Assuming that average tips are 10%. What if wages would be increased by that and expected tipping be lowered by that on a nation-wide scale. A Satisfying dining experience should still cost about the same. Good waiters should statistically still get tips in the upper part of the expected range. Bad waiters would probably be a bit better off income wise but I sure hope a well run restaurant knows how to filter those out.

  3. daedalus says:

    Are you serious, arkanabar? I’ll bet you any amount of money that you’d like that Waiter would pay less in taxes for universal health care than he currently pays for private health care. The tie between health care and your employer is the worst thing about this country and the sooner we catch up to the rest of the world, the better. I dunno about you, but I prefer government bureaucrats that I elect rather than corporate bureaucrats who have even less of a reason not to throw me under the bus.

  4. Todd says:

    I deliver pizza/menu item for a regional company in the mid-atlantic… so while I can’t relate to the whole waiter thing… I still do work for the tips, and I couldn’t survive on a strictly hourly basis. Even if I did make $10 an hour, it wouldn’t pay for half the gas needed to run around the three towns serviced by our one shop. So I say fuck that hourly wage.. unless they pay us what we’re entirely entitled to.

  5. Chimericalus says:

    Hey daedulus, it’s quite obvious you have never been ill under a National Health Regime. Let me tell you, having been raised in Britain, it is awful. While you prefer an “elected government bureaucrat” to decide whether they will pay for whatever treatment you need, I prefer a Doctor. Under National Health you are no longer a person. You are ‘The Kidney failure” The “Heart” The “Lung” the “Car accident in bed 5”
    Coming to America was the best thing I ever did. I know health care is expensive but at least it lives up to it’s name. Health CARE!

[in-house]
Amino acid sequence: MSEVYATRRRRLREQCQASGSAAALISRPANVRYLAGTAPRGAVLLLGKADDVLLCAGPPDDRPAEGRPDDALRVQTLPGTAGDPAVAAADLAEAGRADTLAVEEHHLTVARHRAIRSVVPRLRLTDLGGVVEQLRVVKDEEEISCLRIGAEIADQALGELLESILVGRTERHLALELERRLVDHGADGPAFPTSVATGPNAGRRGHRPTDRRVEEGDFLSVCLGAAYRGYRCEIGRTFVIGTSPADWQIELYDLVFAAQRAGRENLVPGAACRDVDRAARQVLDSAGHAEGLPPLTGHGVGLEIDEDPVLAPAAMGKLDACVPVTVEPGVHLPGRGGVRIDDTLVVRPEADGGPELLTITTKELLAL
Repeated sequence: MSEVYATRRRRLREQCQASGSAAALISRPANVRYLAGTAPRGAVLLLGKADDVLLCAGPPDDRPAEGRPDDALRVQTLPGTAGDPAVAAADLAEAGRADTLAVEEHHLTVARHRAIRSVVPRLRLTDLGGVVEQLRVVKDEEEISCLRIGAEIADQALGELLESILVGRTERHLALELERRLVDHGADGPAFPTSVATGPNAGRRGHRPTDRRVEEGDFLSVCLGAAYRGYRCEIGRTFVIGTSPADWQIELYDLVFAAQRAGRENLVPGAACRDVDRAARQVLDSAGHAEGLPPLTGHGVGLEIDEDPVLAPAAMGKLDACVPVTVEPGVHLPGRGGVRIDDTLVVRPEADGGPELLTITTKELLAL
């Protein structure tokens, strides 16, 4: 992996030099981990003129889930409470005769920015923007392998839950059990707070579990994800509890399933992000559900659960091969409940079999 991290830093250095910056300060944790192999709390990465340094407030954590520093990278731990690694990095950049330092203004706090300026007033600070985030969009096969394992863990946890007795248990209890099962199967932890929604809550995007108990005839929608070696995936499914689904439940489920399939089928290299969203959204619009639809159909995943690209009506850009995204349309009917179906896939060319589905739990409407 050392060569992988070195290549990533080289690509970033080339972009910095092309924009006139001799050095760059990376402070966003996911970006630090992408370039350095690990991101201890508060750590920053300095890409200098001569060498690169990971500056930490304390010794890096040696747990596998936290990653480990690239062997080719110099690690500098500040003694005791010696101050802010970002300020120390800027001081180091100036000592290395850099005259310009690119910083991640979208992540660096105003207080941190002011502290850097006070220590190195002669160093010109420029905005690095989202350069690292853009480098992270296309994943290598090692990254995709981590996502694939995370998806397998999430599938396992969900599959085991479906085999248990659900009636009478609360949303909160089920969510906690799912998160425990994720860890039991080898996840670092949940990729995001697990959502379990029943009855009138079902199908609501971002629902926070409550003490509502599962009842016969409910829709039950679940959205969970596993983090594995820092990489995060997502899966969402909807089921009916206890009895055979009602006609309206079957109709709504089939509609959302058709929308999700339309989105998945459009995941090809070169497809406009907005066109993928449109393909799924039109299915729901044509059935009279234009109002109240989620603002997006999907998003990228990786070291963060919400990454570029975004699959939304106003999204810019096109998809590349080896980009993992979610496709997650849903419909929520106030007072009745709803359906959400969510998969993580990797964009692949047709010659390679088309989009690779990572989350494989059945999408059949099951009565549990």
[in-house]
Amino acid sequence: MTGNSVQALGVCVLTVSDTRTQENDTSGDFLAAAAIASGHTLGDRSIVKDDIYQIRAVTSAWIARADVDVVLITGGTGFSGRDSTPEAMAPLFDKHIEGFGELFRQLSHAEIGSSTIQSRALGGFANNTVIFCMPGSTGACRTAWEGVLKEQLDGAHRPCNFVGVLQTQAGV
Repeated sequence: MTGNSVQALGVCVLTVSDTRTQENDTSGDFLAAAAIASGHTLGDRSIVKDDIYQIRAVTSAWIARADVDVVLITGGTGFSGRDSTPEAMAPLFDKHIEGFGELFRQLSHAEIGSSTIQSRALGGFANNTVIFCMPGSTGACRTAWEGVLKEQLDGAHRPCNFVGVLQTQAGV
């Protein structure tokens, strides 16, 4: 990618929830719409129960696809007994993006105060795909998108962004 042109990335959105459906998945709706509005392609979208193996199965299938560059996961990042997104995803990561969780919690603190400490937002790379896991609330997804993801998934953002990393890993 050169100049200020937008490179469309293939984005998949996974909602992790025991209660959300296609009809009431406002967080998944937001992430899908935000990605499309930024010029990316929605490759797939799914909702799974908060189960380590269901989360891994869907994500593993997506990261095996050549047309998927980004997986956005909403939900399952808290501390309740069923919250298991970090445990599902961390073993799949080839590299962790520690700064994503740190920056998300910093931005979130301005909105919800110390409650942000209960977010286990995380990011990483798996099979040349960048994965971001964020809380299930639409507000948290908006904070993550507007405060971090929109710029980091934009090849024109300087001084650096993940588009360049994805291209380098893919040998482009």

6. Chimericalus says:

    Sorry Waiter. I know I was off the subject there. I love your blog and can’t wait for your book. Just discovered your blog when I read about your book release in The Week magazine. I laugh out loud at some of your tales. You have an exquisite talent.

  7. klg19 says:

    Nicely done, Waiter. I read that NYTimes piece with increasing rage, but couldn’t articulate my objections as pithily as you have.

  8. BackLitSeaTurtle says:

    I have worked in Hospitality for over 15 years in the USA as well as Australia. When the incentive for tips based upon my personal service to the guest is taken away I loose that extra effort that I would like to provide to the guest. I worked for individual tips as a server in Mom and Pop diners up to fine dining in SOHO NY and when servers tips are pooled then I loose that extra incentive to go above and beyond because at the end of the day my wallet doesn’t see the benefits of going above and beyond for guest.

    Call me a capitalist but I love being rewarded for my efforts and not seeing it all watered down into a pool that averages out everyone like we are all equal. Because people are not all equal as far as service is concerned and we would be better off if we left that special dynamic of personal tips up to the guest/s to decide.

  9. Aapje says: